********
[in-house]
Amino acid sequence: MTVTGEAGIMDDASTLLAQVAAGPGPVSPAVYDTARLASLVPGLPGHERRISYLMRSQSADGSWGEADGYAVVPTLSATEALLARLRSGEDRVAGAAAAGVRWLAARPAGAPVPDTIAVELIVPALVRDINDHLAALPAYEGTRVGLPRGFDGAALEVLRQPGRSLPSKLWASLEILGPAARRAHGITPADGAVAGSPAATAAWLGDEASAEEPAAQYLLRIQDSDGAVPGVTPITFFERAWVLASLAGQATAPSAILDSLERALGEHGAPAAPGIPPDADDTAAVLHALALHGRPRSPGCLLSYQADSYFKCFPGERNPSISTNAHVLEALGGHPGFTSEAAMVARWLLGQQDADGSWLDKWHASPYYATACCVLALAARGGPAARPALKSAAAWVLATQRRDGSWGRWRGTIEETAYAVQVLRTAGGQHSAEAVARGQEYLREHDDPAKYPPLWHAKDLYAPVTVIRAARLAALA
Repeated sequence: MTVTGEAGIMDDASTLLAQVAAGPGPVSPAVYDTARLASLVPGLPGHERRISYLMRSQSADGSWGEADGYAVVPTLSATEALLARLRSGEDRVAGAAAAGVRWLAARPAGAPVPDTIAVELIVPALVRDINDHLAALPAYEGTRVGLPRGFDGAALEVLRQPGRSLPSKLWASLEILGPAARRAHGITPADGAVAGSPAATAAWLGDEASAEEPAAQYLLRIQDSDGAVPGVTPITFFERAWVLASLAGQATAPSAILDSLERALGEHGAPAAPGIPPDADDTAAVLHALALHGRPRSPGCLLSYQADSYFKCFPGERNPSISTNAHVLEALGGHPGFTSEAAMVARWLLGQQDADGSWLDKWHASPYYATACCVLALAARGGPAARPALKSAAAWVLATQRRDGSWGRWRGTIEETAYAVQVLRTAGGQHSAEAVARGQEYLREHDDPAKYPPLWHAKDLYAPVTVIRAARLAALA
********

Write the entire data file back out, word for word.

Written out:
[in-house]
Amino acid sequence: MTVTGEAGIMDDASTLLAQVAAGPGPVSPAVYDTARLASLVPGLPGHERRISYLMRSQSADGSWGEADGYAVVPTLSATEALLARLRSGEDRVAGAAAAGVRWLAARPAGAPVPDTIAVELIVPALVRDINDHLAALPAYEGTRVGLPRGFDGAALEVLRQPGRSLPSKLWASLEILGPAARRAHGITPADGAVAGSPAATAAWLGDEASAEEPAAQYLLRIQDSDGAVPGVTPITFFERAWVLASLAGQATAPSAILDSLERALGEHGAPAAPGIPPDADDTAAVLHALALHGRPRSPGCLLSYQADSYFKCFPGERNPSISTNAHVLEALGGHPGFTSEAAMVARWLLGQQDADGSWLDKWHASPYYATACCVLALAARGGPAARPALKSAAAWVLATQRRDGSWGRWRGTIEETAYAVQVLRTAGGQHSAEAVARGQEYLREHDDPAKYPPLWHAKDLYAPVTVIRAARLAALA
Repeated sequence: MTVTGEAGIMDDASTLLAQVAAGPGPVSPAVYDTARLASLVPGLPGHERRISYLMRSQSADGSWGEADGYAVVPTLSATEALLARLRSGEDRVAGAAAAGVRWLAARPAGAPVPDTIAVELIVPALVRDINDHLAALPAYEGTRVGLPRGFDGAALEVLRQPGRSLPSKLWASLEILGPAARRAHGITPADGAVAGSPAATAAWLGDEASAEEPAAQYLLRIQDSDGAVPGVTPITFFERAWVLASLAGQATAPSAILDSLERALGEHGAPAAPGIPPDADDTAAVLHALALHGRPRSPGCLLSYQADSYFKCFPGERNPSISTNAHVLEALGGHPGFTSEAAMVARWLLGQQDADGSWLDKWHASPYYATACCVLALAARGGPAARPALKSAAAWVLATQRRDGSWGRWRGTIEETAYAVQVLRTAGGQHSAEAVARGQEYLREHDDPAKYPPLWHAKDLYAPVTVIRAARLAALA